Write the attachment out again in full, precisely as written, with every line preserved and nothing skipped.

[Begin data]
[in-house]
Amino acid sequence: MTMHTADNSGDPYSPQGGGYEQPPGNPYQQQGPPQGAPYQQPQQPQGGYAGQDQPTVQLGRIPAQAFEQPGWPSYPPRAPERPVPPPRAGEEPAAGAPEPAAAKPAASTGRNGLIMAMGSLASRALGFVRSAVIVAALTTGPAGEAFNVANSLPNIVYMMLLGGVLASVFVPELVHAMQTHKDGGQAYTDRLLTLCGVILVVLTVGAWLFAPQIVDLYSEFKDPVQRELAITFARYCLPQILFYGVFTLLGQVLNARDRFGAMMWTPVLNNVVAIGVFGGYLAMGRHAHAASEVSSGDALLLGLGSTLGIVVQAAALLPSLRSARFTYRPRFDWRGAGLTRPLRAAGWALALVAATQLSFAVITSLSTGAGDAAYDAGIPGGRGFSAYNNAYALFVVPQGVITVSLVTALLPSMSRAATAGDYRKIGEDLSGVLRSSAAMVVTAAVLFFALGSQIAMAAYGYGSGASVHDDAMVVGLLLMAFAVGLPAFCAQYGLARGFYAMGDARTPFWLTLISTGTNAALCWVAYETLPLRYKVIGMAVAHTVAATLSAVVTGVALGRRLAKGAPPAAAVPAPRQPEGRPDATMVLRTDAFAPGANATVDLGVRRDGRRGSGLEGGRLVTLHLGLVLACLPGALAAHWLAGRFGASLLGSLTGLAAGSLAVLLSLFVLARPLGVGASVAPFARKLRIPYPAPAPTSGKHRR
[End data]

[in-house]
Amino acid sequence: MTMHTADNSGDPYSPQGGGYEQPPGNPYQQQGPPQGAPYQQPQQPQGGYAGQDQPTVQLGRIPAQAFEQPGWPSYPPRAPERPVPPPRAGEEPAAGAPEPAAAKPAASTGRNGLIMAMGSLASRALGFVRSAVIVAALTTGPAGEAFNVANSLPNIVYMMLLGGVLASVFVPELVHAMQTHKDGGQAYTDRLLTLCGVILVVLTVGAWLFAPQIVDLYSEFKDPVQRELAITFARYCLPQILFYGVFTLLGQVLNARDRFGAMMWTPVLNNVVAIGVFGGYLAMGRHAHAASEVSSGDALLLGLGSTLGIVVQAAALLPSLRSARFTYRPRFDWRGAGLTRPLRAAGWALALVAATQLSFAVITSLSTGAGDAAYDAGIPGGRGFSAYNNAYALFVVPQGVITVSLVTALLPSMSRAATAGDYRKIGEDLSGVLRSSAAMVVTAAVLFFALGSQIAMAAYGYGSGASVHDDAMVVGLLLMAFAVGLPAFCAQYGLARGFYAMGDARTPFWLTLISTGTNAALCWVAYETLPLRYKVIGMAVAHTVAATLSAVVTGVALGRRLAKGAPPAAAVPAPRQPEGRPDATMVLRTDAFAPGANATVDLGVRRDGRRGSGLEGGRLVTLHLGLVLACLPGALAAHWLAGRFGASLLGSLTGLAAGSLAVLLSLFVLARPLGVGASVAPFARKLRIPYPAPAPTSGKHRR